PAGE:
America is a dream given form. It was built by men who only saw the dream through a glass darkly. They couldn’t see that it would one day apply to someone other than White men with a certain level of wealth. They couldn’t see that it would one day apply to their wives and daughters. Or to the “merciless Indian Savages” that they battled on the frontier. Or even—horrific thought—to their slaves, their slaves’ wives, their slaves’ daughters.
America is a dream given form. It was never a perfect realization of the dream. And we never can fully realize the dream, unless we’re willing to acknowledge the yawning chasm between the dream and the actual nation that the Founders built.
I can celebrate the red, white, and blue knowing of America’s flawed past. That doesn’t sap my fervor. But I can’t join in waving the flag and chanting “U-S-A”, when those with the biggest displays and the most fervor are the ones doing the most to deny the reality behind the myth.
“Making America Great Again” will take us back to a time when we were further away from realizing the dream than we are now. I cannot join their celebrations when doing so endorses their limitations for the country that I love.
When I celebrate Independence Day, I celebrate by both looking back and looking forward. I see America as it was, and I mourn for all of the mistakes that we’ve made. I see America as it could be, fully realized, welcoming and respecting everyone who shares the dream of liberty, equality, and opportunity, regardless of wealth, culture, religion, sexuality, national origin, or education. The dirt-poor, gay Guatemalan who just arrived, given as much preference as the White, middle class Christian, whose family has been here for 200 years.
For this Independence Day, I turn to the poem that’s come to signify patriotism to me. Let America be America again—the land that never has been yet—and yet must be.
Let America Be America Again
by Langston Hughes
Let America be America again.
Let it be the dream it used to be.
Let it be the pioneer on the plain
Seeking a home where he himself is free. (America never was America to me.) Let America be the dream the dreamers dreamed—
Let it be that great strong land of love
Where never kings connive nor tyrants scheme
That any man be crushed by one above. (It never was America to me.) O, let my land be a land where Liberty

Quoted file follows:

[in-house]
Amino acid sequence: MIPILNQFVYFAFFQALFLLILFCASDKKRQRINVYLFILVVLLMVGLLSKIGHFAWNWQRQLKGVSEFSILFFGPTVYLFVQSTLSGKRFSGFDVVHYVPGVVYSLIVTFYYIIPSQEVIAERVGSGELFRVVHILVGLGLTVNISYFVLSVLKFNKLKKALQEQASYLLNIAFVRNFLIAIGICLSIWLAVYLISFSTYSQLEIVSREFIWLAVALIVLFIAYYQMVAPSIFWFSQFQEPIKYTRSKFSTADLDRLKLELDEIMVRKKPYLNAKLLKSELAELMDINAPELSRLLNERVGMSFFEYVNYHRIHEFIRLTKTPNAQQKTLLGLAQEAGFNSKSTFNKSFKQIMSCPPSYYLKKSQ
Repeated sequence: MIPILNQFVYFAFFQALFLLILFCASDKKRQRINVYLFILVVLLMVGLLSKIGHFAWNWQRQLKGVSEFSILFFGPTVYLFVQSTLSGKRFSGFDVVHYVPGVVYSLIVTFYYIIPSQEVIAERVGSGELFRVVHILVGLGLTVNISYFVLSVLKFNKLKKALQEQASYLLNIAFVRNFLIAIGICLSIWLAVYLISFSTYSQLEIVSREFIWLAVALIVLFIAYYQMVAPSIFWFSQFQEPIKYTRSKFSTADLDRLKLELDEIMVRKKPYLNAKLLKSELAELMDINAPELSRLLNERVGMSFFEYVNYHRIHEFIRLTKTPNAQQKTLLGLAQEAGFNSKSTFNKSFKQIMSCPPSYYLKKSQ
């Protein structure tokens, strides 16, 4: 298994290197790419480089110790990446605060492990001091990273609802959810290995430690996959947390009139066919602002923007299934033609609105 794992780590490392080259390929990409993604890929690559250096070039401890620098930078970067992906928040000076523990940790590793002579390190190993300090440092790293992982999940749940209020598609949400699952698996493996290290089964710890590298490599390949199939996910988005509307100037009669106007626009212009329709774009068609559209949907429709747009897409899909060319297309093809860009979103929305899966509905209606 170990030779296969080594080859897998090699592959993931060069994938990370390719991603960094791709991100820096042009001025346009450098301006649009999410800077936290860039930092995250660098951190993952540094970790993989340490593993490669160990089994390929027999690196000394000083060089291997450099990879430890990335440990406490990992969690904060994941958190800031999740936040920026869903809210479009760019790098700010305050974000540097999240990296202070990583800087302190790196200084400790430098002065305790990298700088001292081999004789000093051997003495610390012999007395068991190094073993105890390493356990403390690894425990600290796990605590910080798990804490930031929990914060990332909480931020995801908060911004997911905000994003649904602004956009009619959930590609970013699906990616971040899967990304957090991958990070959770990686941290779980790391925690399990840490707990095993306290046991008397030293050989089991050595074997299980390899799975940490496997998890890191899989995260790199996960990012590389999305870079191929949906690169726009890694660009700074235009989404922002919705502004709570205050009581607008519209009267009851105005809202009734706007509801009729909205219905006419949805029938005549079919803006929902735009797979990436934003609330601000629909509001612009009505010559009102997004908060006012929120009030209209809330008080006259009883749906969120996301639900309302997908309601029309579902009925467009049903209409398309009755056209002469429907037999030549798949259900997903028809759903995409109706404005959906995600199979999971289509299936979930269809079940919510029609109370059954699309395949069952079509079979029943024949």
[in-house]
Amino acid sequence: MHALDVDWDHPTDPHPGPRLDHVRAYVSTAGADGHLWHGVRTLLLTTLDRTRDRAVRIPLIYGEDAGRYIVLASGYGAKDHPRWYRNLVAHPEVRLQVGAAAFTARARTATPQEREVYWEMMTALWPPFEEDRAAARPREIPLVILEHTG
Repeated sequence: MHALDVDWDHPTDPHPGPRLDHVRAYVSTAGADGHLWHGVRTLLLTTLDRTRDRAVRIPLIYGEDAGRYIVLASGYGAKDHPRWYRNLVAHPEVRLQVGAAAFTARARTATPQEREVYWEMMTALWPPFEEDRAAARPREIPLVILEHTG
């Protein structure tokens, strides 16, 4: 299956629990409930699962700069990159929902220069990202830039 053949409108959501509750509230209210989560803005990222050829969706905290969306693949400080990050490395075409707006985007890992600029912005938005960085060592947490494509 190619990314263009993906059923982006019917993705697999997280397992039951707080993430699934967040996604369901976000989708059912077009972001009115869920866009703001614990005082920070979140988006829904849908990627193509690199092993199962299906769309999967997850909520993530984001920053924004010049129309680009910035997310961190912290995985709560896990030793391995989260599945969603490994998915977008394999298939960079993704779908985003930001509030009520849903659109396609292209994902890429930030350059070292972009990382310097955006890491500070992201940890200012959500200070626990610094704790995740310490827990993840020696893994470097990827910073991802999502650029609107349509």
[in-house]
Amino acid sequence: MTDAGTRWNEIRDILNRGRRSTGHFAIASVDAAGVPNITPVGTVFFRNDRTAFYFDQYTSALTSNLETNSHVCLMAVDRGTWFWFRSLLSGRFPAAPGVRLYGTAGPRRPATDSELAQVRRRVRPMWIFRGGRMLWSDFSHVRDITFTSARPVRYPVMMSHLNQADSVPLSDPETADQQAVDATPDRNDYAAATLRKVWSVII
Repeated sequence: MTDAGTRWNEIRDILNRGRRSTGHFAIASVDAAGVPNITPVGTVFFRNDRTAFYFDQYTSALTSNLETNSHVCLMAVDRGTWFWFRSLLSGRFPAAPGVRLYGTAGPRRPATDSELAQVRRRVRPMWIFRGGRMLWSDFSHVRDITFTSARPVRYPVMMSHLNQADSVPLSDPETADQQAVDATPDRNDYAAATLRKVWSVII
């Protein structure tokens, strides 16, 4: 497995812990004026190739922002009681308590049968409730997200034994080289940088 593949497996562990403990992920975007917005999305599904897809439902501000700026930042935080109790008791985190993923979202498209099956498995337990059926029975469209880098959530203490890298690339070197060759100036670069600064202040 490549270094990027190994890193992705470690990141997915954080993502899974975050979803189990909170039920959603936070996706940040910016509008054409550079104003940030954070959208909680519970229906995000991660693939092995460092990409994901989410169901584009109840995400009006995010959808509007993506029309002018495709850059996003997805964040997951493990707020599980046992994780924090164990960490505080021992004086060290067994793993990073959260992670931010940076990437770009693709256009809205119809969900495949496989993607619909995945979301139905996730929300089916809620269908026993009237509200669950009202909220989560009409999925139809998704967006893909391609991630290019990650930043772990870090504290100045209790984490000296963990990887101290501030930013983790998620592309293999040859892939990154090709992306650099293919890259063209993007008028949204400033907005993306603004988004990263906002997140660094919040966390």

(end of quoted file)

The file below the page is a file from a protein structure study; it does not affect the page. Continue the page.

Is crowned with no false patriotic wreath,
But opportunity is real, and life is free,
Equality is in the air we breathe. (There’s never been equality for me, Nor freedom in this “homeland of the free.”) _Say, who are you that mumbles in the dark?_
_And who are you that draws your veil across the stars?_ I am the poor white, fooled and pushed apart,
I am the Negro bearing slavery’s scars.
I am the red man driven from the land,
I am the immigrant clutching the hope I seek—
And finding only the same old stupid plan
Of dog eat dog, of mighty crush the weak. I am the young man, full of strength and hope,
Tangled in that ancient endless chain
Of profit, power, gain, of grab the land!
Of grab the gold! Of grab the ways of satisfying need!
Of work the men! Of take the pay!
Of owning everything for one's own greed! I am the farmer, bondsman to the soil.
I am the worker sold to the machine.
I am the Negro, servant to you all.
I am the people, humble, hungry, mean—
Hungry yet today despite the dream.
Beaten yet today—O, Pioneers!
I am the man who never got ahead,
The poorest worker bartered through the years. Yet I’m the one who dreamt our basic dream
In the Old World while still a serf of kings,
Who dreamt a dream so strong, so brave, so true,
That even yet its mighty daring sings
In every brick and stone, in every furrow turned
That’s made America the land it has become.
O, I’m the man who sailed those early seas
In search of what I meant to be my home—
For I’m the one who left dark Ireland's shore,
And Poland’s plain, and England’s grassy lea,
And torn from Black Africa’s strand I came
To build a “homeland of the free.” The free? Who said the free? Not me?
Surely not me? The millions on relief today?
The millions shot down when we strike?
The millions who have nothing for our pay?
For all the dreams we've dreamed
And all the songs we've sung
And all the hopes we've held
And all the flags we've hung,
The millions who have nothing for our pay—
Except the dream that's almost dead today. O, let America be America again—
The land that never has been yet—
And yet must be—the land where _every_ man is free.
The land that's mine—the poor man’s, Indian’s, Negro’s, ME—
Who made America,
Whose sweat and blood, whose faith and pain,
Whose hand at the foundry, whose plow in the rain,
Must bring back our mighty dream again. Sure, call me any ugly name you choose—
The steel of freedom does not stain.
From those who live like leeches on the people's lives,
We must take back our land again,
America! O, yes,
I say it plain,
America never was America to me,
And yet I swear this oath—
America will be! Out of the rack and ruin of our gangster death,
The rape and rot of graft, and stealth, and lies,
We, the people, must redeem
The land, the mines, the plants, the rivers.
The mountains and the endless plain—
All, all the stretch of these great green states—
And make America again!